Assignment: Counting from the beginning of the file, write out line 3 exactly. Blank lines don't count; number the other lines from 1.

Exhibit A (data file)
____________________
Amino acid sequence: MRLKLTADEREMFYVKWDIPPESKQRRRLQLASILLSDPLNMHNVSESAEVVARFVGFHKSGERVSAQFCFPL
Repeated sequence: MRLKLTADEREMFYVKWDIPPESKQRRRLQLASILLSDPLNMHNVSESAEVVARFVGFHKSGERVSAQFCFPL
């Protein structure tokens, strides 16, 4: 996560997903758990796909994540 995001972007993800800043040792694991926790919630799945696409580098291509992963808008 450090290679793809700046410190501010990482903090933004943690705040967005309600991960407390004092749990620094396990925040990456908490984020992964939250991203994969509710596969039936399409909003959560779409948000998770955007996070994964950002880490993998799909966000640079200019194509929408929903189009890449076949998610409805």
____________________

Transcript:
């Protein structure tokens, strides 16, 4: 996560997903758990796909994540 995001972007993800800043040792694991926790919630799945696409580098291509992963808008 450090290679793809700046410190501010990482903090933004943690705040967005309600991960407390004092749990620094396990925040990456908490984020992964939250991203994969509710596969039936399409909003959560779409948000998770955007996070994964950002880490993998799909966000640079200019194509929408929903189009890449076949998610409805």